I see her every week, and always make a point to speak with her. She swallowed her loss as well as anyone could be expected to, and she continues to show up for her regular chemotherapy. This past week I noticed that as she sat in that chemo chair, in a different section than I was this time, and surrounded by other patients not speaking to her, she was shrinking. Her hair is totally absent. Her face is sunken and ashen. She has lost a good amount of weight. And she is so totally alone. I caught her on my way out. I told her she looked like hell. But I also told her how strong she is. Her eyes welled with tears, and my eyes welled with tears- a connection. I knew her pain. She wanted so desperately for somebody to notice that she is shrinking in that chair, that cancer and it’s treatment is swallowing her up, if not physically, emotionally. I noticed. And I know that I’m not the only one. But her tears told me that I may have been the only one to acknowledge that she is not dead yet, that her struggle and her will to live is obvious. Most people intentionally look away from it. This is why I continue to write- not because I am a bigger saint for touching the lepers, but because I want people to know they’re not alone, and I want to make them touchable to others. Connection.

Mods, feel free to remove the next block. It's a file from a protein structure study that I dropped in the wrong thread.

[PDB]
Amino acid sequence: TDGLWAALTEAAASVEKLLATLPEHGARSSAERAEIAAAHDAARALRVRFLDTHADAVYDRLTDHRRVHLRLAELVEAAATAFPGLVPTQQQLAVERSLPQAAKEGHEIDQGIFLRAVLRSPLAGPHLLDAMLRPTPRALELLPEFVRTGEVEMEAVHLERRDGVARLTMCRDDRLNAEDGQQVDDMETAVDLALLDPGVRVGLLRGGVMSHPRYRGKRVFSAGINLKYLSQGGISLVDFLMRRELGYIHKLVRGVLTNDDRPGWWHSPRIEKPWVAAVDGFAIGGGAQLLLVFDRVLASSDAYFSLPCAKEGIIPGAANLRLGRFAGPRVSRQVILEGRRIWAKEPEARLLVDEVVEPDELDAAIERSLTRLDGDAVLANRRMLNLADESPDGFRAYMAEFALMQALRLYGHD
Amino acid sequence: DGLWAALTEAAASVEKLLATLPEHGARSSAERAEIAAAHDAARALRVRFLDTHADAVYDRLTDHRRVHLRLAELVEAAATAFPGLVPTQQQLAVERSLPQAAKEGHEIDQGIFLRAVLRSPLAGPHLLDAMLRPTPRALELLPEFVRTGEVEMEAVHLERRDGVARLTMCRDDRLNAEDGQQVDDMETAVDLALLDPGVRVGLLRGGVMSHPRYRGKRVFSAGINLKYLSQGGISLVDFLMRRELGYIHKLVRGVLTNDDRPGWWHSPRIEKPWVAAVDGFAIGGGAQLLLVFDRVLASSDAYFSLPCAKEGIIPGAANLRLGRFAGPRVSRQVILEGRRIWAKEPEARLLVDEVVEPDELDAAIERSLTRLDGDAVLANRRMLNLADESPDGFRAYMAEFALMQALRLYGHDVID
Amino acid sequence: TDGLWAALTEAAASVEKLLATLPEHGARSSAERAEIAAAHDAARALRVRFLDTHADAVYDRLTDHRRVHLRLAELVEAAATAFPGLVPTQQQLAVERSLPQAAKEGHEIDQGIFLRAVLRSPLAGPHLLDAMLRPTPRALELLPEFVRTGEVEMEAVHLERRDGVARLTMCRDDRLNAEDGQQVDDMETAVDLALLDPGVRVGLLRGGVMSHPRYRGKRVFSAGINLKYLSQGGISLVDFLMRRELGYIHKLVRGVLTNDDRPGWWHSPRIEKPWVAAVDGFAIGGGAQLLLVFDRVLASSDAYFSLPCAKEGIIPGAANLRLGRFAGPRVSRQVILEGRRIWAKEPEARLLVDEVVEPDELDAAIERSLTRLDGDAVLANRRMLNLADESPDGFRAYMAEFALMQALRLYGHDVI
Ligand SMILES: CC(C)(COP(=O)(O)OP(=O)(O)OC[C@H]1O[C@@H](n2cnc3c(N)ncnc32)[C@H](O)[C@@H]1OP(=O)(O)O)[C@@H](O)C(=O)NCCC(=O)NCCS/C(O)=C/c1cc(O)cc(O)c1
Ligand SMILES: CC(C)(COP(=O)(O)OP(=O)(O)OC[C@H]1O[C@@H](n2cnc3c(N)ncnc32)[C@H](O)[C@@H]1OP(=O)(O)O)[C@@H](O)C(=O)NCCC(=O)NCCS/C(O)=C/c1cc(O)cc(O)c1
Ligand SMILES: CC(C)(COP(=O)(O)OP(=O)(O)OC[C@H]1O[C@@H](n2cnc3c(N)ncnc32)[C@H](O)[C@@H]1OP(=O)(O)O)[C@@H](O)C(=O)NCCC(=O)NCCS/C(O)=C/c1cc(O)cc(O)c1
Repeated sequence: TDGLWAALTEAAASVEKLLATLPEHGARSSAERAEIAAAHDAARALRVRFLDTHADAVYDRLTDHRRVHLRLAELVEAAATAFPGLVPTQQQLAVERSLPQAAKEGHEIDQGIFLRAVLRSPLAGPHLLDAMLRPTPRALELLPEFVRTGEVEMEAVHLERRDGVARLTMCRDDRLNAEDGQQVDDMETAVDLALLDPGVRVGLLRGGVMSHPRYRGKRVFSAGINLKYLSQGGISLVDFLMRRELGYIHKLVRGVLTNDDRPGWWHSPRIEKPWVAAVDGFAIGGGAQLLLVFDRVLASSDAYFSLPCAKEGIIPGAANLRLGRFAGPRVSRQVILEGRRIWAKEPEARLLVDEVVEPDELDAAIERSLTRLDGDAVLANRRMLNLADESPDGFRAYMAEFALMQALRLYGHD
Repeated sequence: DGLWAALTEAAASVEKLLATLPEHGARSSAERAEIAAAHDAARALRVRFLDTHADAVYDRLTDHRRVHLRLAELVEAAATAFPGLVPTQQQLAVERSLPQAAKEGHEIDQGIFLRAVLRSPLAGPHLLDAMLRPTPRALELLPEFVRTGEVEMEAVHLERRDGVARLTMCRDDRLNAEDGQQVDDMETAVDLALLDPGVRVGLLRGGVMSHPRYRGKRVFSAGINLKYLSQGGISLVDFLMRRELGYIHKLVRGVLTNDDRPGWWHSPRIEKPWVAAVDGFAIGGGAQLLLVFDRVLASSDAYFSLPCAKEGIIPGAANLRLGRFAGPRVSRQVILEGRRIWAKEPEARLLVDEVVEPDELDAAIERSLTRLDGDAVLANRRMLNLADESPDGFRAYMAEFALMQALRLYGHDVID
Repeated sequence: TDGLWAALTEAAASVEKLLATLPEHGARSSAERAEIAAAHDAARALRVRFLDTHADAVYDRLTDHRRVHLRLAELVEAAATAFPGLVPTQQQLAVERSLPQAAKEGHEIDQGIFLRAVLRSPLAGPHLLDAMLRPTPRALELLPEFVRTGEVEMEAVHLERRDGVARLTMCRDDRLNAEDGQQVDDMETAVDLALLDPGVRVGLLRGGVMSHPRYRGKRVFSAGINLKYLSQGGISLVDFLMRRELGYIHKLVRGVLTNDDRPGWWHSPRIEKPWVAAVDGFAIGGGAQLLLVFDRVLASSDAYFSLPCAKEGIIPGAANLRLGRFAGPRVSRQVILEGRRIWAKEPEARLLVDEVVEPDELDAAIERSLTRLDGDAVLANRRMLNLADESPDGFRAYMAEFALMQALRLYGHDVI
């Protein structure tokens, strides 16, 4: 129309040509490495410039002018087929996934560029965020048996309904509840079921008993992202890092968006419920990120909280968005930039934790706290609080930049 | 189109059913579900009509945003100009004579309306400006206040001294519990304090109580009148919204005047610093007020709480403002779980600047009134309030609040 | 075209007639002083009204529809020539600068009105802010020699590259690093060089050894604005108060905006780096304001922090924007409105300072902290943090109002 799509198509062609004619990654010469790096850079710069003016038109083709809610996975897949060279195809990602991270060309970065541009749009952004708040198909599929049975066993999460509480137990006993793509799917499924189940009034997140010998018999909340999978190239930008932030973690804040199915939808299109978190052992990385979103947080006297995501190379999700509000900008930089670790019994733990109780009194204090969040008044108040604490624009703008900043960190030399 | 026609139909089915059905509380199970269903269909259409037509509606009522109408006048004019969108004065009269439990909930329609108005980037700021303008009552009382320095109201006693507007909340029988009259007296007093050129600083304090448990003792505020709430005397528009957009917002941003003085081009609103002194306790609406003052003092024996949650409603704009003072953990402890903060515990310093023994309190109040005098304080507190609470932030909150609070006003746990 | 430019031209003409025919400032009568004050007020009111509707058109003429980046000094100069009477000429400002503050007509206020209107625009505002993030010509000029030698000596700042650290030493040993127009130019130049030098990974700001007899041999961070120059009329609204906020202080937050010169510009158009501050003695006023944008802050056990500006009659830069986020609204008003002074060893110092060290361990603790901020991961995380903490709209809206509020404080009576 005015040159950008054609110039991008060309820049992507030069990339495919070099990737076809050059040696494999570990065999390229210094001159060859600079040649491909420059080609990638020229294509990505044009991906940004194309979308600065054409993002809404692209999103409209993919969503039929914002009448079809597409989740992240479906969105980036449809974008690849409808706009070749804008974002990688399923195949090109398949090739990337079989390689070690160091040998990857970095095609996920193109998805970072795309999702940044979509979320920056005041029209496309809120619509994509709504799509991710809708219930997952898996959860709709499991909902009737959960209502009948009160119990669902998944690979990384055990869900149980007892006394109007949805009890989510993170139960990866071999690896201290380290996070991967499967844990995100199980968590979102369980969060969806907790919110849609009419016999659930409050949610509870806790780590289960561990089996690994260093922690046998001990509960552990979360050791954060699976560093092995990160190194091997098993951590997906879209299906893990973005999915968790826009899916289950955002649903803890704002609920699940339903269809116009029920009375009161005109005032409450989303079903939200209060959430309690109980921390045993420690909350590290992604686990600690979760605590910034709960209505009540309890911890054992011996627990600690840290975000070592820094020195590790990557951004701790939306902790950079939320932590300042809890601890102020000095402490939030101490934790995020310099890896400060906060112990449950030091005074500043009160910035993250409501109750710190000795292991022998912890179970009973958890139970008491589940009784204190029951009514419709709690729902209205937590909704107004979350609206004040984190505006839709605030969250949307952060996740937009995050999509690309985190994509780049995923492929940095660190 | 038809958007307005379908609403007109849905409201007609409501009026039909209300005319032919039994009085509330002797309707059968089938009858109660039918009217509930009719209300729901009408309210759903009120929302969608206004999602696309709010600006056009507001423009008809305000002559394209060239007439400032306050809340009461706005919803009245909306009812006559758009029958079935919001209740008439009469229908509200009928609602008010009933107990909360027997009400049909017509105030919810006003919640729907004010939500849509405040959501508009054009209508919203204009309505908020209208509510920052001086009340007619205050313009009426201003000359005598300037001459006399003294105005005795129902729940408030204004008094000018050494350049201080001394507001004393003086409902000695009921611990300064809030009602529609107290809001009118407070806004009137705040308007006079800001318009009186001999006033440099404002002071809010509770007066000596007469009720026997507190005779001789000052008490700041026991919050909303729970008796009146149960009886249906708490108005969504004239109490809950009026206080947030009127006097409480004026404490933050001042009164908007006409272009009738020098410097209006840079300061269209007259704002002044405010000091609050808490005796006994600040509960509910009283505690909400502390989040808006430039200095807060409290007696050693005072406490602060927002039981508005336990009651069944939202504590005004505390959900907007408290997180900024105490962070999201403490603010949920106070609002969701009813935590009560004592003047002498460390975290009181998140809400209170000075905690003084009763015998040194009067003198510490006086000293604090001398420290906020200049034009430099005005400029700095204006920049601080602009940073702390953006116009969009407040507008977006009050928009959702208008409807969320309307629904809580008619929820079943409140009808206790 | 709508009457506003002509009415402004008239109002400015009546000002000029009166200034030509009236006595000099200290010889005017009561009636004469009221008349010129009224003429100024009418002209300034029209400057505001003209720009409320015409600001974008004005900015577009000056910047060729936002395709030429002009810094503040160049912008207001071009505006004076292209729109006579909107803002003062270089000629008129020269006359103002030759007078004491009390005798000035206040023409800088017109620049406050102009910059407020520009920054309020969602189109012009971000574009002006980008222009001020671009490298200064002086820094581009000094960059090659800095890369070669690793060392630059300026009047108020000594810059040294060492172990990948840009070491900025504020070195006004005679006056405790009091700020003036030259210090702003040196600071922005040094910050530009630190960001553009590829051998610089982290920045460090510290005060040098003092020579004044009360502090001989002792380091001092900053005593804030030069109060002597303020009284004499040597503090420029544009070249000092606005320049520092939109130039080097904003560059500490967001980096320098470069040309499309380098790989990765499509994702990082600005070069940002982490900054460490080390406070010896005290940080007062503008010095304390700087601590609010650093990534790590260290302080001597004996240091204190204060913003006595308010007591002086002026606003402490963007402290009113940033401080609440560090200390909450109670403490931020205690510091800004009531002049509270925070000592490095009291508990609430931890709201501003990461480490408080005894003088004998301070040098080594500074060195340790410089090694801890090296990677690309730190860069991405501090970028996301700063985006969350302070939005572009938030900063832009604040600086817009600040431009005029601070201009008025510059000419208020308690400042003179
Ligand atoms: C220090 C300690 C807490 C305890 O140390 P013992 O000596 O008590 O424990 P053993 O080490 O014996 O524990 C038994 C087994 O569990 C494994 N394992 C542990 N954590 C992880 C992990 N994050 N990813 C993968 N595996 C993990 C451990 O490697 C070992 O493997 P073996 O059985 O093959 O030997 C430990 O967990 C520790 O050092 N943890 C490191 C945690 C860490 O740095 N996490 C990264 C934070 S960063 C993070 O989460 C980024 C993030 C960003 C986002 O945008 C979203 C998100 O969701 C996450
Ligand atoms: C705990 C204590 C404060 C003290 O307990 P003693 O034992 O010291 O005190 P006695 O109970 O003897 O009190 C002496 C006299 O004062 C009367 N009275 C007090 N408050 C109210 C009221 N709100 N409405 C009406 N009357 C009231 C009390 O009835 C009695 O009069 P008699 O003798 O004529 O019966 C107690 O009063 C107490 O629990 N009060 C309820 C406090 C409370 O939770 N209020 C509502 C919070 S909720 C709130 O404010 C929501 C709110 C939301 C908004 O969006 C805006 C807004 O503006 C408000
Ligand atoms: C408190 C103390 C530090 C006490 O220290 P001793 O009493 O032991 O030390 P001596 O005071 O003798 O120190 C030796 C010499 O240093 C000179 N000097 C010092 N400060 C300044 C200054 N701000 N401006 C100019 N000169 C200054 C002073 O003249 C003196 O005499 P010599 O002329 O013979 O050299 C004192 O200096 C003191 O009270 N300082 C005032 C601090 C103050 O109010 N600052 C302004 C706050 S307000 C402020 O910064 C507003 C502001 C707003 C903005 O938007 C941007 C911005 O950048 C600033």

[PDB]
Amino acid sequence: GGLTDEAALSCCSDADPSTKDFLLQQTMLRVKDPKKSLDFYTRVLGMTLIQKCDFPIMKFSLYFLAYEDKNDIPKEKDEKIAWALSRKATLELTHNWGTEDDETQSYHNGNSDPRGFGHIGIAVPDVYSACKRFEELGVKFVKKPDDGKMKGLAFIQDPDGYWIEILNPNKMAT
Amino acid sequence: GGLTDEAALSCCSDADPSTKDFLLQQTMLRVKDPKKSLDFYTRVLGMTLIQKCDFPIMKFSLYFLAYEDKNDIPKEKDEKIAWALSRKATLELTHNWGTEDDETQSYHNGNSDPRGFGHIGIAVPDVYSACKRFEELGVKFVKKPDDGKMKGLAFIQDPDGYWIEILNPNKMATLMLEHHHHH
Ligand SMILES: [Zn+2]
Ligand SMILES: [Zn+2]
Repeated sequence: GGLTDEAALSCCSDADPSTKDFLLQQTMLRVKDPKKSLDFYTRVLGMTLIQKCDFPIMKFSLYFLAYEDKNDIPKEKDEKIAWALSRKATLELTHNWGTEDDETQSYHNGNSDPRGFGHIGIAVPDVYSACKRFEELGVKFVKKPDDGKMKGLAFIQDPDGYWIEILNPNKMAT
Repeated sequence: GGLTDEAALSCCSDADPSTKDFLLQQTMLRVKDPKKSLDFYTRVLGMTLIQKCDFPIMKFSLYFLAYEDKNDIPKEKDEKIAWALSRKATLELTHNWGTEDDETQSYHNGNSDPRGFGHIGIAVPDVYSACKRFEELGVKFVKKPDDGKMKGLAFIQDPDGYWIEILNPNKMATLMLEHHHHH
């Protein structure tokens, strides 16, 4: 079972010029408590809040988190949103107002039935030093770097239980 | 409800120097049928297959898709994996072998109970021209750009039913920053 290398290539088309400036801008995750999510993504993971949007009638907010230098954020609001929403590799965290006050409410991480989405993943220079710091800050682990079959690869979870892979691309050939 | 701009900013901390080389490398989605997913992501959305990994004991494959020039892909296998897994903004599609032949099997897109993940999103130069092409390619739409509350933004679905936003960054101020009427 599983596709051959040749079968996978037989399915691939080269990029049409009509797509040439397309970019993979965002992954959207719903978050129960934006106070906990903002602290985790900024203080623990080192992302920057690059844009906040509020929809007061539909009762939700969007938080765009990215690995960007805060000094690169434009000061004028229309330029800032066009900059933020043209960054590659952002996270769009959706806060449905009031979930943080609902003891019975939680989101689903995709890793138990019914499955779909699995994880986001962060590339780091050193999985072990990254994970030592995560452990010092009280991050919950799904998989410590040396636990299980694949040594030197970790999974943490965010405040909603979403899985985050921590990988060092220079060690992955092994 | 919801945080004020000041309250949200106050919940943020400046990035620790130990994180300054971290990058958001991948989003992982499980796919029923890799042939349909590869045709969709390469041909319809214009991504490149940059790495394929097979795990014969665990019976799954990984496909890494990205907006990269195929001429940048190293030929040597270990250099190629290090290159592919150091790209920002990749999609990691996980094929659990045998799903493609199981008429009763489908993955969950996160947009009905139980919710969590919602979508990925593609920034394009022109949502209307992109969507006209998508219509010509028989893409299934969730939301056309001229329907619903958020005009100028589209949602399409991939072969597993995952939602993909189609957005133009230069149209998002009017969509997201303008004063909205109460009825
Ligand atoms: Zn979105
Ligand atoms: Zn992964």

And yet I am firmly convicted that finding and making connections is not the singular purpose of my cancer. I have always held that in me, that need to make connections, to defiantly embrace negative circumstances in hopes of becoming a stronger person. So my purpose in writing is connection, and my purpose in cancer seems to be subtly blending itself into my soul. God knows exactly why, and my faith has been challenged because I do not. I find myself wrestling with Him again, discontent and unwilling to let go of Him (my cancer). I visited the story of Jacob’s wrestling with God again, and the story is haunting: So Jacob was left alone, and a man wrestled with him till daybreak. When the man saw that he could not overpower him, he touched the socket of Jacob’s hip so that his hip was wrenched as he wrestled with the man. Then the man said, “Let me go, for it is daybreak.” But Jacob replied, “I will not let you go unless you bless me.”(Genesis 32:24-26). I am waiting for the blessing. Bless me, Oh Lord. Sanctify me.
Always in His Grace,